Electronic nematic materials are characterized by a lowered symmetry of the electronic system compared to the underlying lattice, in analogy to the directional alignment without translational order in nematic liquid crystals1. Such nematic phases appear in the copper- and iron-based high-temperature superconductors2,3,4, and their role in establishing superconductivity remains an open question. Nematicity may take an active part, cooperating or competing with superconductivity, or may appear accidentally in such systems. Here we present experimental evidence for a phase of fluctuating nematic character in a heavy-fermion superconductor, CeRhIn5 (ref. 5). We observe a magnetic-field-induced state in the vicinity of a field-tuned antiferromagnetic quantum critical point at Hc ≈ 50 tesla. This phase appears above an out-of-plane critical field H* ≈ 28 tesla and is characterized by a substantial in-plane resistivity anisotropy in the presence of a small in-plane field component. The in-plane symmetry breaking has little apparent connection to the underlying lattice, as evidenced by the small magnitude of the magnetostriction anomaly at H*. Furthermore, no anomalies appear in the magnetic torque, suggesting the absence of metamagnetism in this field range. The appearance of nematic behaviour in a prototypical heavy-fermion superconductor highlights the interrelation of nematicity and unconventional superconductivity, suggesting nematicity to be common among correlated materials.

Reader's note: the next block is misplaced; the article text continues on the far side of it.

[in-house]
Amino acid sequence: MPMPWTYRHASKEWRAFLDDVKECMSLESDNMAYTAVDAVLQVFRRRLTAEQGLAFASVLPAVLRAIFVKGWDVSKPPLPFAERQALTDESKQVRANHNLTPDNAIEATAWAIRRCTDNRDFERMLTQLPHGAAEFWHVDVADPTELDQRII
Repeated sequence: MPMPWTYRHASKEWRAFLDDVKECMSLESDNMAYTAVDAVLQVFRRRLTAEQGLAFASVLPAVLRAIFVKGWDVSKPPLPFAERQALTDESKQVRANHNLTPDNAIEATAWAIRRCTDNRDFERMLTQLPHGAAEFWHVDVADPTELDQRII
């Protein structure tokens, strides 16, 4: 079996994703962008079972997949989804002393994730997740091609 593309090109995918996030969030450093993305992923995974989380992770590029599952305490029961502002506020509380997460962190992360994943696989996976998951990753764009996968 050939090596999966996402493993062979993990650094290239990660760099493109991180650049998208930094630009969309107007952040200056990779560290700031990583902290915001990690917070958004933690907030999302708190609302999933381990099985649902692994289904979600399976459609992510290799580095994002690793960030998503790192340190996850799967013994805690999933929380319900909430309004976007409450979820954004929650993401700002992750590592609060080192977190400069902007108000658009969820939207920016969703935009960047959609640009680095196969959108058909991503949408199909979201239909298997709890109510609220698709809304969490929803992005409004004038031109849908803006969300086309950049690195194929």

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We thank A. Mackenzie, B. Batlogg, S. Kivelson, E. Fradkin, C. Geibel and J. Thompson for discussions. We also thank B. Zeng for supporting the torque measurements. L.B. is supported by DOE-BES through award DE-SC0002613. The project was supported by the Max Planck Society and funded by the Deutsche Forschungsgemeinschaft (DFG, German Research Foundation) — MO 3077/1-1. Work at Los Alamos National Laboratory was performed under the auspices of the US Department of Energy, Office of Basic Energy Sciences, Division of Materials Sciences and Engineering. Work at the National High Magnetic Field Laboratory was supported by National Science Foundation Cooperative Agreement no. DMR-1157490, the State of Florida, and the US DOE. M.J. acknowledges support from the IMS Rapid Response program at LANL. M.K.C. was supported by funds from US DOE BES ‘Science at 100T’.
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Extended data figures and tables
a, Precutting of the lamella from the large single crystal. Red arrow in all panels shows the position of the focussed ion beam (FIB). b, Undercutting the lamella to disconnect it from the crystal for the ex situ transfer. c, Transfer of the lamella onto a silicon substrate and electric contacting with gold (Au). d, Final fine structuring into the shapes shown in Fig. 1.